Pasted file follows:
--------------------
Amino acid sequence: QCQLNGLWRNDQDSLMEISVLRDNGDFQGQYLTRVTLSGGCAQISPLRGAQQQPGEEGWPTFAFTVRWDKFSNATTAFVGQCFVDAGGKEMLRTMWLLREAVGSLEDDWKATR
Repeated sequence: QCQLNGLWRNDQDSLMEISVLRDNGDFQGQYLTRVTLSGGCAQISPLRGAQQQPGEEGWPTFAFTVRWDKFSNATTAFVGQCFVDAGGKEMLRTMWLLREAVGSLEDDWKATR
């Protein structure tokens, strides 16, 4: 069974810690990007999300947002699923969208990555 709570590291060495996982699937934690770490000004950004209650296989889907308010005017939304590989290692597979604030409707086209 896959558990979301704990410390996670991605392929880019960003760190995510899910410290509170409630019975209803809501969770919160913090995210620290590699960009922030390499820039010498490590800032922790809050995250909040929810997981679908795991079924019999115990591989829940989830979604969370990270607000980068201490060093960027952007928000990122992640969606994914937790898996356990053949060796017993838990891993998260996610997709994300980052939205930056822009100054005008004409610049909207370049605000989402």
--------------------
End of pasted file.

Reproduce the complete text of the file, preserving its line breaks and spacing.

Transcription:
Amino acid sequence: QCQLNGLWRNDQDSLMEISVLRDNGDFQGQYLTRVTLSGGCAQISPLRGAQQQPGEEGWPTFAFTVRWDKFSNATTAFVGQCFVDAGGKEMLRTMWLLREAVGSLEDDWKATR
Repeated sequence: QCQLNGLWRNDQDSLMEISVLRDNGDFQGQYLTRVTLSGGCAQISPLRGAQQQPGEEGWPTFAFTVRWDKFSNATTAFVGQCFVDAGGKEMLRTMWLLREAVGSLEDDWKATR
């Protein structure tokens, strides 16, 4: 069974810690990007999300947002699923969208990555 709570590291060495996982699937934690770490000004950004209650296989889907308010005017939304590989290692597979604030409707086209 896959558990979301704990410390996670991605392929880019960003760190995510899910410290509170409630019975209803809501969770919160913090995210620290590699960009922030390499820039010498490590800032922790809050995250909040929810997981679908795991079924019999115990591989829940989830979604969370990270607000980068201490060093960027952007928000990122992640969606994914937790898996356990053949060796017993838990891993998260996610997709994300980052939205930056822009100054005008004409610049909207370049605000989402």